Canada wins bronze over Mexico for 1st women's Olympic softball medal
Japan blanks U.S. in gold-medal contest; sport won't return for Paris Games in 2024
With swirling winds and rain falling at Yokohoma Stadium in Tokyo, the Canadian women's softball team made history by winning the country's first Olympic medal in the sport.
Canada defeated Mexico 3-2 to capture bronze on Tuesday.
Japan won its second straight gold medal, beating the United States 2-0 and adding to its victories of 1996, 2000 and 2004.
The Canadian squad blasted out of its dugout in celebration after the win — for some players it was a moment 13 years in the making.
WATCH | Canada down Mexico to collect historic women's softball bronze:
"It's great to be part of these moments," said second baseman Kelsey Harshman, who drove in the winning run with a sacrifice fly in the fifth inning.
"But these moments aren't possible without those who are playing next to each other, so we just wanted to take a moment to really just think about all the stuff that we've overcome to get to this moment and to be able to relive that moment over and over."
WATCH | Canada wins bronze in softball:
Canada opened the scoring when third baseman Emma Entzminger, from Victoria delivered a clutch two-out single that cashed in two runs for Canada in the bottom of the second inning.
But Mexico fought back and tied the game in the fifth with a two-out hit by Suzannah Brookshire.
That set the stage for some late-game Canadian heroics. In the fifth inning, Janet Leung and Victoria Hayward both beat out throws to first to set up Canada to score. With runners on first and second and nobody out, Larissa Franklin laid down a perfect bunt to advance the runners to second and third.
Harshman, 24, then delivered a sacrifice fly to left field and Leung sprinted to the plate for the winning run.
The players battled through the wet conditions and there were many times pitchers from both sides asked the umpire for new softballs.
Sara Groenewegen, who just three years earlier was given a three per cent chance to survive after contracting Legionnaires disease, started the game on the mound for Canada. Danielle Lawrie, who was with the team in 2008, closed it out for the win.
It has been a long journey getting to the podium for this Canadian team.
Softball returned to the Olympic program for the first time since Beijing 2008 as a special one-off because the sport is popular in Japan. It is not included in events for Paris in 2024. Canada is one of four countries that has qualified for all five Olympic tournaments along with Japan, the U.S. and Australia.
For head coach Mark Smith, the moment couldn't have been sweeter after he told CBC Sports prior to the Olympics he'd be retiring at the end of the Games.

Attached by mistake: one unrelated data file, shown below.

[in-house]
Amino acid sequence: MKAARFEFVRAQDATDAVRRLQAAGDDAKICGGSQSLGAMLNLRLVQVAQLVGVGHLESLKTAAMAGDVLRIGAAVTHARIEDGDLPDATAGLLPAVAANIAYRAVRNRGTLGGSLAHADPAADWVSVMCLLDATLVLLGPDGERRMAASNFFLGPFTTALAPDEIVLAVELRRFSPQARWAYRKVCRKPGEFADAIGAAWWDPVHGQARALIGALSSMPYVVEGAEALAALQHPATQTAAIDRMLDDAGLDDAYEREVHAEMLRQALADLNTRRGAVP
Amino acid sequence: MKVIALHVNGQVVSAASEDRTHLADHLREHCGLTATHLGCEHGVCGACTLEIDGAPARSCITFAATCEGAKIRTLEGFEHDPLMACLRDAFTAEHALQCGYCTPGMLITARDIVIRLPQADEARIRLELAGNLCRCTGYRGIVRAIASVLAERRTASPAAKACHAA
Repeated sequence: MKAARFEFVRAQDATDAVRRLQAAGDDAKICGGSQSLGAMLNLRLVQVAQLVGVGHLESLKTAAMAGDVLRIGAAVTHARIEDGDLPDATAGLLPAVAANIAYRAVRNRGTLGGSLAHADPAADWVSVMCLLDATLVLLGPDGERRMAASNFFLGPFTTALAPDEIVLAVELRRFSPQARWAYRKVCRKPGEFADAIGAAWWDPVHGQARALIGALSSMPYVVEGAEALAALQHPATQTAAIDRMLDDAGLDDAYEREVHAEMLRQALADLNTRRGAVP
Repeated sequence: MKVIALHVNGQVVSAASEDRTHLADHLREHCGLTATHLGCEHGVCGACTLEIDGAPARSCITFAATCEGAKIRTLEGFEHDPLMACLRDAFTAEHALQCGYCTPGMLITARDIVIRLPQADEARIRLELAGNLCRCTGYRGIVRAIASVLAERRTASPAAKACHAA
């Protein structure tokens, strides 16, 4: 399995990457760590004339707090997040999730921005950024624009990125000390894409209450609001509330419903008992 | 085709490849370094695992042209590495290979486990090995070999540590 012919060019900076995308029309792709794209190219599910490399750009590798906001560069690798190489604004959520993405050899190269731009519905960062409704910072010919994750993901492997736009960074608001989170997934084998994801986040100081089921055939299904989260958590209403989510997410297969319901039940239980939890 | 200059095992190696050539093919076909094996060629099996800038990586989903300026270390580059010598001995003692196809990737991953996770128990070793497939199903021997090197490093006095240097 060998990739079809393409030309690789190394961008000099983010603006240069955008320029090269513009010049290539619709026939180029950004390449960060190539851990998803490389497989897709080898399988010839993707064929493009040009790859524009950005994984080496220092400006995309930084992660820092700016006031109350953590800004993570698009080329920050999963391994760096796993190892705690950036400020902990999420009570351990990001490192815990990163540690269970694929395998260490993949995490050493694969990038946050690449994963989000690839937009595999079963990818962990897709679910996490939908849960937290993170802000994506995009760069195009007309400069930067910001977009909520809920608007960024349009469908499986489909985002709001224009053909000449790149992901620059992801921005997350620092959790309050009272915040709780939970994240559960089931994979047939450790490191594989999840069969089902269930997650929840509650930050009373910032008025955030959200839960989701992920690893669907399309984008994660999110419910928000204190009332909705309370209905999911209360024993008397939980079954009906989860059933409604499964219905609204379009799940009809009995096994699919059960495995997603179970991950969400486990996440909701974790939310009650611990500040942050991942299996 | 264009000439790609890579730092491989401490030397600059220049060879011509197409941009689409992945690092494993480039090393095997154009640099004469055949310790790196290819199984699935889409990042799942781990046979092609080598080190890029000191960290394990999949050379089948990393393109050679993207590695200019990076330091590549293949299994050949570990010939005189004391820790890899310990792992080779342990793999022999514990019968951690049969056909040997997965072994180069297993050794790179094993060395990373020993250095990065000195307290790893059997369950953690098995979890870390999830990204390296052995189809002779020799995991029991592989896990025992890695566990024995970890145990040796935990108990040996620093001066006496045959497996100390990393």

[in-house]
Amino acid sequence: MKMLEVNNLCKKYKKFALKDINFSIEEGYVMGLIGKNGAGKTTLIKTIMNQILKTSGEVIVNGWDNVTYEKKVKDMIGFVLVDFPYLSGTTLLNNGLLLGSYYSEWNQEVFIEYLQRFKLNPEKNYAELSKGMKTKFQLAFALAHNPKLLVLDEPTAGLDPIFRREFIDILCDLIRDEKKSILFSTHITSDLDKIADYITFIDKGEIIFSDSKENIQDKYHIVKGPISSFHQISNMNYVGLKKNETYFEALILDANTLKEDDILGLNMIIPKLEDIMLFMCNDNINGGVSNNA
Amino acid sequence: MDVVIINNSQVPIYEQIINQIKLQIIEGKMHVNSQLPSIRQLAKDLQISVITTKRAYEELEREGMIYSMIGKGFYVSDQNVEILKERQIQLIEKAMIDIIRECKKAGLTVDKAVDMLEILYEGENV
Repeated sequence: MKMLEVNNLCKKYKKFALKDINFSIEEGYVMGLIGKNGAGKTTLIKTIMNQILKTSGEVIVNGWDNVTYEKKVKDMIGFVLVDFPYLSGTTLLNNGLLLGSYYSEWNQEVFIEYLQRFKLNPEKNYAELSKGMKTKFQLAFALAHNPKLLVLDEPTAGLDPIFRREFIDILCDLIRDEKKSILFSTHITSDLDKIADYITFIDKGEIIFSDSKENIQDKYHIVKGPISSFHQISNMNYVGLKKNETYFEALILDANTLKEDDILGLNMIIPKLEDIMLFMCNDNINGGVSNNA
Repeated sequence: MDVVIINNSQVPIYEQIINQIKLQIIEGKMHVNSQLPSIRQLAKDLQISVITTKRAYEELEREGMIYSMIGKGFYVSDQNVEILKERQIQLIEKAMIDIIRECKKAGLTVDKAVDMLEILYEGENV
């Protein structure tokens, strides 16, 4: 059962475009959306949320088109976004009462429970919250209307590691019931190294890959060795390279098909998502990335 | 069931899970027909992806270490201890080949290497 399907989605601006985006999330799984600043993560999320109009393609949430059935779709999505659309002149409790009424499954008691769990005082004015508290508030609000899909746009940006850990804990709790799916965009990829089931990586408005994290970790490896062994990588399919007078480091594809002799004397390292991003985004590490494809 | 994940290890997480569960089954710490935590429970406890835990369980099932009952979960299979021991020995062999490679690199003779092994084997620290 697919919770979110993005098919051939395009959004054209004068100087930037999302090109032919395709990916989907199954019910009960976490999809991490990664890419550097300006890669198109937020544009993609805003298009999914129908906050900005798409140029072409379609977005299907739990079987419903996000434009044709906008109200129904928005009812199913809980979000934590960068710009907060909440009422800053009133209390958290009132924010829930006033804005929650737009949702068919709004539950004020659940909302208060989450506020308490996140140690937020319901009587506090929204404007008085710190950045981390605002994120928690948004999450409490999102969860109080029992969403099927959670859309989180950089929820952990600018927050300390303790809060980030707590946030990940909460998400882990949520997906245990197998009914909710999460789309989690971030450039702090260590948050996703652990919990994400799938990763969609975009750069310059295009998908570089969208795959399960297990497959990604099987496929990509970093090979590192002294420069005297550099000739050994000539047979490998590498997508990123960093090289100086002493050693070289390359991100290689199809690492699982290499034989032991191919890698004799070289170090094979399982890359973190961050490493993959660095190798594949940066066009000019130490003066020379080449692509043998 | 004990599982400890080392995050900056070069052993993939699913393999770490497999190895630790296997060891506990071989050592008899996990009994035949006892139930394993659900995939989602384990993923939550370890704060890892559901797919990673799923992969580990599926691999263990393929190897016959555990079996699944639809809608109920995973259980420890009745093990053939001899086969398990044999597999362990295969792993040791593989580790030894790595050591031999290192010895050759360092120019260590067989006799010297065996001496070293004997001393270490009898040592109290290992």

Smith has been part of softball in Canada for decades. He won a world championship gold as a player for Canada in 1992. He captured two world championship bronze medals coaching the women's national team in 2010 and 2016.
Smith made an impassioned plea for softball to become a core Olympic sport on his way out, citing the parity of the tournament in particular.
"From my perspective, it was absurd that it was ever taken out. I think it's more than made its case for why it should be in. And I believe that had COVID not existed, you would have had packed stadiums to watch this game played," Smith said.
Mexico was making its debut at the Olympics and also made history by finishing fourth, the best debut by a softball team in their first Games.
The Canadian team competing in these Games included four players who were on that last Olympic team which finished fourth at Beijing 2008 — Lawrie, Kaleigh Rafter, Lauren Regula and Jenn Salling.
Early in 2021, this current group of Canadian softball players decided they would leave their family and friends back home because of pandemic restrictions to train in the United States. For part of the time they set up camp in Florida. Then they spent time training in Illinois, playing important exhibition games.
WATCH | Groenewegen's inspirational journey to Tokyo:
Smith said the bronze medallists embodied the idea of team.
"To watch how they have stepped up and developed, especially from a resilience standpoint over the last year and a half in the pandemic and all of the challenges that we've all encountered in our individual lives. This team just didn't miss a beat," Smith said.
Canada lost to the U.S. and Japan by one run in both games and while they might think about what might have been, the team was still able to grab the country's first medal ever in the sport at the Games.
"It would have been a travesty in my opinion had we not gone home with a medal, because we worked too hard and these women gave up too much not to be in the position they were in, and thank goodness things worked out for them."
WATCH l Olympic Moment: Canada's softball team re-writes history with an epic bronze medal win in Tokyo: